One of my all time favorite Ina Garten recipe is her Raspberry Crumble Bars. It is safe to say that I made it more than ten times. And it has always been a hit with friends and family. However, as I read (and listen related podcasts – this one in particular) more and more about eating healthy and cooking with whole foods, I find myself looking for alternatives for healthier versions of my favorite dishes.
You know what they say; Knowledge is power. And as I flip through the pages of cookbooks full of recipes made with whole foods and healthier ingredients and learn from them, I find it much harder to go back to my old ways and bake things with lots of butter, sugar, and other processed ingredients. Knowing that we are what we eat, I am choosing to pay attention to what is going into my body and make changes in my cooking habits accordingly. Do I know everything there is to know and cook and bake that way? Probably not. But I am willing to give it a try.
With that being said, my journey of learning and experimenting with cooking (and baking) this way has been a rocky one. For one thing, I live on an island and it is hard to find certain ingredients. Even though I can order things online, not having them readily available is always a challenge. But more than that, the end product of cooking and baking with healthier ingredients requires a shift in my understanding of the tastes that I am used to.
Here is what I mean by that. Take this breakfast bar recipe as an example. Unlike Ina’s recipe, in this one there is no all-purpose flour, no granulated sugar, and no butter. Therefore, it is not as crumbly and sweet. Instead, I used a little bit of coconut oil, oat flour (that I made with processing old fashioned oats in my food processor), a little bit of honey, and a ripe banana to sweeten it. As a result, though it was still delicious, I can’t say it tasted the same.
And to be perfectly honest, I didn’t succeed on my first try. My first attempt was literally inedible. Since I wanted to try taking out the oil completely (by using a couple of ripe bananas instead), it yielded a crust that was too hard to eat. I also wanted to see if I could eliminate any type of sugar and solely rely on the sugar coming from the fruit. It was hard and tart, hence making it an inedible disaster.
Before I gave it another shot, I went online and checked out some of my favorite healthy food bloggers’ websites (this and this, in particular) to see how they do it, and finally came up with my own version.
I didn’t call it a crumble bar, because in my opinion in order for it to be a crumble bar it has to have a crumbly crust in addition to a crumbly topping. Since I didn’t use any butter, the crust was not crumbly. It was softer. Moreover, I used no processed sugar (like brown sugar or granulated sugar) in this recipe. I choose to sweeten it by using just a little bit of honey (you can also use maple syrup), which I thought worked perfectly. Here, I have to mention that this recipe relies on the sugar coming from the raspberries. I recommend adjusting the amount of honey you add after tasting your raspberries. Mine weren’t too sweet, so I added 2 tablespoons of honey. If yours are sweeter or you are using other fruit/s, give it a taste before adding more (or less) honey.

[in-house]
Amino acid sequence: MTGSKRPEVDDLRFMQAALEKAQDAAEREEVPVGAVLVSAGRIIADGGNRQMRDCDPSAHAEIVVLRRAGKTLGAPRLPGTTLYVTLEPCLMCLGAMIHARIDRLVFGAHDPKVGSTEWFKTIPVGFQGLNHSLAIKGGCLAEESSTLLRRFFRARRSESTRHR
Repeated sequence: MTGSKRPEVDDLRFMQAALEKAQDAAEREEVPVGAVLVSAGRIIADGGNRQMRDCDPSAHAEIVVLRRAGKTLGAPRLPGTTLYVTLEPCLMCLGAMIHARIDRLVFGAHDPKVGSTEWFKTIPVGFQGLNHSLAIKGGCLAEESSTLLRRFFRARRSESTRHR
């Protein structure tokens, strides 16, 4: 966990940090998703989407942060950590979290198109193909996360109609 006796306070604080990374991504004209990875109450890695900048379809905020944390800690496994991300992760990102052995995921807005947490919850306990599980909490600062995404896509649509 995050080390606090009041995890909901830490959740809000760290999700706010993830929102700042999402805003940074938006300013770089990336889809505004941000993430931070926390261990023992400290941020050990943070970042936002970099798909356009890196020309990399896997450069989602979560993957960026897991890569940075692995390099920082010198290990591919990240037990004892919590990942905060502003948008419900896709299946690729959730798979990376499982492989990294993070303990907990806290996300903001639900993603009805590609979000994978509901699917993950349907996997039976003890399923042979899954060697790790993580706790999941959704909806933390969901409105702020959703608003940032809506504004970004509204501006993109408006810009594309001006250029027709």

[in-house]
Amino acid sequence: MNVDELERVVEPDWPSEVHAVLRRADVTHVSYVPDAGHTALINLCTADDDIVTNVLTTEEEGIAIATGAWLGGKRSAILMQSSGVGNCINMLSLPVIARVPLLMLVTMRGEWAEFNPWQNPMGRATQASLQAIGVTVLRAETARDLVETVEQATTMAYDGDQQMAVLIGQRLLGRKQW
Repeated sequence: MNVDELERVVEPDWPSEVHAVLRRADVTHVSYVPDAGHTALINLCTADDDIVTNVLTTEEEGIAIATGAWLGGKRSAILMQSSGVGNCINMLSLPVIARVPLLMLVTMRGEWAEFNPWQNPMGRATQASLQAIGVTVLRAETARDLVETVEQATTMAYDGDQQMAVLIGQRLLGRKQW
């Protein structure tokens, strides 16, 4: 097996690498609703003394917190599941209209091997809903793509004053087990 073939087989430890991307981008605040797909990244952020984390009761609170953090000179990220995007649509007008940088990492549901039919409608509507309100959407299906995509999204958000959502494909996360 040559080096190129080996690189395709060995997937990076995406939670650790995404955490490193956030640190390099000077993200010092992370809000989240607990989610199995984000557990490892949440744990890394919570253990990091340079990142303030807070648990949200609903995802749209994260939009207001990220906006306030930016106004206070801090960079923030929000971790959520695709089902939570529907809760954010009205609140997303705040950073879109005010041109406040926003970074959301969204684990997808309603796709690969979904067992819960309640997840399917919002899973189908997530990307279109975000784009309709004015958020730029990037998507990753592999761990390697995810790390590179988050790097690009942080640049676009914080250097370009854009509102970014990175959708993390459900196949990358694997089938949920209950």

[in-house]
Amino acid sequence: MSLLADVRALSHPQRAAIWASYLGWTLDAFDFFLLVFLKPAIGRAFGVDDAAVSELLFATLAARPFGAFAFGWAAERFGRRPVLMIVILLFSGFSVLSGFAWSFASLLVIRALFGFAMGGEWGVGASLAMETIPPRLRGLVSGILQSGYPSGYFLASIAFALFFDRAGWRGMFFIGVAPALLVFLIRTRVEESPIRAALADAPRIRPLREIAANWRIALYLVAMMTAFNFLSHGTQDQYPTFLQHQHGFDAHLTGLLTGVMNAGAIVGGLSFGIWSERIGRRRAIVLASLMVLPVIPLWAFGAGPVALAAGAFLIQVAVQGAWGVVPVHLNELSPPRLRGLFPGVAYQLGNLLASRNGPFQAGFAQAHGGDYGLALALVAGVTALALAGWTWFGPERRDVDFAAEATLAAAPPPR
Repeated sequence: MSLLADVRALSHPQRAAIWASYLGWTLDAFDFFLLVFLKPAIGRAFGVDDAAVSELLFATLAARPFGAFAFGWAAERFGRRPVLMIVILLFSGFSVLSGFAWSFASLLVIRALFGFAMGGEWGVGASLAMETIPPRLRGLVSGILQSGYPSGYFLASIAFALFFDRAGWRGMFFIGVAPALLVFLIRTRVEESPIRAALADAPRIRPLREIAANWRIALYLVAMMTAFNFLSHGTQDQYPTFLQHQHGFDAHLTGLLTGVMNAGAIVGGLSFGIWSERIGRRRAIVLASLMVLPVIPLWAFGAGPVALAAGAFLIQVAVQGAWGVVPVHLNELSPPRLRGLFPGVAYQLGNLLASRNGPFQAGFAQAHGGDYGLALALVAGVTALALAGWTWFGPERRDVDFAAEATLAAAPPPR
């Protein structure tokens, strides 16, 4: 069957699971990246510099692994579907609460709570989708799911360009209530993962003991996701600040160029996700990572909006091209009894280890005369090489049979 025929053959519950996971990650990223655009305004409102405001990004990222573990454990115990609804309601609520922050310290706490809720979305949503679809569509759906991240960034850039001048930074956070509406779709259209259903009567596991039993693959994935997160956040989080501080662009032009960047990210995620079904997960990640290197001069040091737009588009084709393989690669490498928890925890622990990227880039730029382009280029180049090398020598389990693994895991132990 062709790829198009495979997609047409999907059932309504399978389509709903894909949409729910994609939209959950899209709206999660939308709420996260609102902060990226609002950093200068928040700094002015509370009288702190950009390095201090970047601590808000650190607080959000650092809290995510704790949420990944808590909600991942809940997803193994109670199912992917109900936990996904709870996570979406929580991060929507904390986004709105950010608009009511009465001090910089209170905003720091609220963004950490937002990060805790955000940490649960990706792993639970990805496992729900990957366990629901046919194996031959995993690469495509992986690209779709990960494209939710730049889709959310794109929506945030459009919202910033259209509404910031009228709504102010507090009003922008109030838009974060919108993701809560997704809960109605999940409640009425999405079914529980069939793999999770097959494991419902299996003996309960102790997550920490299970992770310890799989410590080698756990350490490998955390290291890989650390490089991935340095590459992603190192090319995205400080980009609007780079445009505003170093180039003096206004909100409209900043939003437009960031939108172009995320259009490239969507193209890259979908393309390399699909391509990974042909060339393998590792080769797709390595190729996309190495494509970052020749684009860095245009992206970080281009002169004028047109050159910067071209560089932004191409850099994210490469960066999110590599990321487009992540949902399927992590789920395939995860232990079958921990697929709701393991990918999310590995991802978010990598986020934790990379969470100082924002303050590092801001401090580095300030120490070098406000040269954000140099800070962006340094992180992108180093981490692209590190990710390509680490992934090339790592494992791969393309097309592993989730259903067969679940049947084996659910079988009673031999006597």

As I said earlier, the end product was not what I was used to eating, but it sure was delicious. Beyond the taste, I was glad that I was being nice to my body by fueling it with a breakfast bar made with healthier ingredients.
Almond and Raspberry Breakfast Bars
For the crust:
- 1 tablespoons chia seeds
- 4 tablespoons of water
- 2 +1/4 cups old-fashioned oats divided
- 1 ripe banana medium size
- 2 tablespoons honey
- 3 tablespoons coconut oil
- 1 teaspoon vanilla extract
- 1/4 teaspoon almond extract optional
- 1/2 teaspoon salt
- 1 teaspoon baking powder
- 1/4 cup almond flour
For the filling:
- 4 cups fresh raspberries
- 11/2 teaspoon nutmeg
- 1/4 teaspoon salt
- 1 zest of a lemon
- 1/2 tablespoon cornstarch
- 3-4 tablespoons honey
For the topping:
- 1 cup old fashioned oats
- 2 tablespoons honey
- 2 tablespoons coconut oil
- 3/4 cup sliced almonds lightly toasted
- 1/2 teaspoon cinnamon
- pinch of salt
- 2 tablespoons unsweetened coconut
To make the crust
- Pre-heat the oven to 350 degrees.
- Line an 8X8-baking dish with parchment paper. Set aside.
- Place the chia seeds in a small bowl and add the water. Stir until mixed. Set aside.
- Process the 2 cups of oats in the bowl of a food processor until it turns into oat flour, 30-45 seconds.
- Add in the banana, honey, coconut oil, vanilla & almond (if using) extracts, salt, and baking powder. Process for 30 seconds or until they are all combined.
- Transfer the mixture to a mixing bowl. Stir in the 1/4 cup oats, almond flour, and the chia seed & water mixture. Be aware that it will be a very sticky dough.
- Transfer the dough into the prepared baking pan. Using either your hands or the back of a spatula, press it down firmly (especially around the corners) to spread it evenly into the pan. If you use your hands, it will be easier to handle if you wet them a little bit.
To make the filling:
- Combine all ingredients in a mixing bowl and give it a gentle stir.
*To make the topping:
- Place all ingredients in a mixing bowl and toss to combine.To assemble: Distribute the filling equally on top of the crust.
- Sprinkle the topping over the raspberry filling making sure to cover the all of the fruit.
- Place it in the oven and bake 30-35 minutes, or until it turns slightly golden on top.Let it cool completely.
- Cut it into 9 pieces and serve. It can be stored in the fridge in an airtight container up to 4 days.
- You can also use frozen raspberries. However, make sure to let them thaw first.
- Before adding honey into the filling, taste the fruit. If it is already sweet add a little less or visa versa.